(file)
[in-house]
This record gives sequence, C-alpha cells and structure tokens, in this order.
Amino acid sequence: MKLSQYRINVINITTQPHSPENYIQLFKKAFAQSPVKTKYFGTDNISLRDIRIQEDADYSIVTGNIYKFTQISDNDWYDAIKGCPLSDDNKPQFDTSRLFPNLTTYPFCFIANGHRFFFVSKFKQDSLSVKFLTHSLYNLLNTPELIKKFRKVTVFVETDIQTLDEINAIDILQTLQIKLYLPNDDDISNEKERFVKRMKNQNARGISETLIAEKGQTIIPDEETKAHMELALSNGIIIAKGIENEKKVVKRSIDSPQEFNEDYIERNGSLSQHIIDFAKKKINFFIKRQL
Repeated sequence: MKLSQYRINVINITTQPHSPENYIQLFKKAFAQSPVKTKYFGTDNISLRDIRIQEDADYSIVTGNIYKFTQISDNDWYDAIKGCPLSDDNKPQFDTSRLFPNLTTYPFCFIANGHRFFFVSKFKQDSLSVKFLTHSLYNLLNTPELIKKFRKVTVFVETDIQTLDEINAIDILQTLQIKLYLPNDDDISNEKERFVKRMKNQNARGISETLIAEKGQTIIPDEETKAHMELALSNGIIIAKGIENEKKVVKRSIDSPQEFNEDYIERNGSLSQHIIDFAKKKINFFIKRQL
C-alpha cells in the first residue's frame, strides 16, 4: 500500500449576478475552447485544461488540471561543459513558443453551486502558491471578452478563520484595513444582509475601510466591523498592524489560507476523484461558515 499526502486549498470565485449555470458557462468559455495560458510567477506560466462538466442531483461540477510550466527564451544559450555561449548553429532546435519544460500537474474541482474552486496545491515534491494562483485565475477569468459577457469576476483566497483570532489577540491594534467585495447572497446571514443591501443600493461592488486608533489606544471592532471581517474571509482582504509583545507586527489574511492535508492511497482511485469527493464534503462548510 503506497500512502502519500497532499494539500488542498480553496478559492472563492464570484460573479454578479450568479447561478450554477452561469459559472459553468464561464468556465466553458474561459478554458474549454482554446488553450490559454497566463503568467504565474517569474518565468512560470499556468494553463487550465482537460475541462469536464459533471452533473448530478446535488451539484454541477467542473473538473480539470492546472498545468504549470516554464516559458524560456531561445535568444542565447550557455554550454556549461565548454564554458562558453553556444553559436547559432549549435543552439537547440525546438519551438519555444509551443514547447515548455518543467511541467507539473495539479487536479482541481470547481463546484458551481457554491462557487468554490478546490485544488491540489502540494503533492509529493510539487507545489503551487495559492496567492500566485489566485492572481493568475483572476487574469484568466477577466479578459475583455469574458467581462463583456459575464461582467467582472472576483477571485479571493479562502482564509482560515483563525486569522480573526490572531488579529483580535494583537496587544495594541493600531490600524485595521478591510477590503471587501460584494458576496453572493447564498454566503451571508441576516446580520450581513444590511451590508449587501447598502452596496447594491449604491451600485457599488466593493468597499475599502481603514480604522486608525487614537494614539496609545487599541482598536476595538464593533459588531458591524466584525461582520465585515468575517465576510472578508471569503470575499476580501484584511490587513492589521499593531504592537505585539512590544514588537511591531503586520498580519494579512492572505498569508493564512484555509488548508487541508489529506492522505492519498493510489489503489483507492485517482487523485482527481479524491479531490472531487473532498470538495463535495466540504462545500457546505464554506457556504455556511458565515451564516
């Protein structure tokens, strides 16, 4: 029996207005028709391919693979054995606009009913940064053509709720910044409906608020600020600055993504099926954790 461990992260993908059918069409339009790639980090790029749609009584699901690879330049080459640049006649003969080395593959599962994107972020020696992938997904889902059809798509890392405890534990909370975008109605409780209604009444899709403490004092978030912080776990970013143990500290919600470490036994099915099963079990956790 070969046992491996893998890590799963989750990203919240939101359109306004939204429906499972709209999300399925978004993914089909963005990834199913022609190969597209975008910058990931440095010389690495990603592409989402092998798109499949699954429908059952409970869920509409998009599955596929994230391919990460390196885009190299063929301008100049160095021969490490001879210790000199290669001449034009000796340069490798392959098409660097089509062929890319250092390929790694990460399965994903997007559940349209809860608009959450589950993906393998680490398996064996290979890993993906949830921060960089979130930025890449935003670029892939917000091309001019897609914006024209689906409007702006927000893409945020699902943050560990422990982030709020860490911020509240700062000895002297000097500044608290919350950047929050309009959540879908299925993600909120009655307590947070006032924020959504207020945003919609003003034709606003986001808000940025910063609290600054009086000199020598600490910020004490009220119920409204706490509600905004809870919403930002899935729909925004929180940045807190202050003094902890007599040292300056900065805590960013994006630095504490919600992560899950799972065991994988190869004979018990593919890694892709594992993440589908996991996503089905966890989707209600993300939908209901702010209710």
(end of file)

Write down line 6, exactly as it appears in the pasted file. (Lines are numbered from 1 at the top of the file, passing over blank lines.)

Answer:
């Protein structure tokens, strides 16, 4: 029996207005028709391919693979054995606009009913940064053509709720910044409906608020600020600055993504099926954790 461990992260993908059918069409339009790639980090790029749609009584699901690879330049080459640049006649003969080395593959599962994107972020020696992938997904889902059809798509890392405890534990909370975008109605409780209604009444899709403490004092978030912080776990970013143990500290919600470490036994099915099963079990956790 070969046992491996893998890590799963989750990203919240939101359109306004939204429906499972709209999300399925978004993914089909963005990834199913022609190969597209975008910058990931440095010389690495990603592409989402092998798109499949699954429908059952409970869920509409998009599955596929994230391919990460390196885009190299063929301008100049160095021969490490001879210790000199290669001449034009000796340069490798392959098409660097089509062929890319250092390929790694990460399965994903997007559940349209809860608009959450589950993906393998680490398996064996290979890993993906949830921060960089979130930025890449935003670029892939917000091309001019897609914006024209689906409007702006927000893409945020699902943050560990422990982030709020860490911020509240700062000895002297000097500044608290919350950047929050309009959540879908299925993600909120009655307590947070006032924020959504207020945003919609003003034709606003986001808000940025910063609290600054009086000199020598600490910020004490009220119920409204706490509600905004809870919403930002899935729909925004929180940045807190202050003094902890007599040292300056900065805590960013994006630095504490919600992560899950799972065991994988190869004979018990593919890694892709594992993440589908996991996503089905966890989707209600993300939908209901702010209710």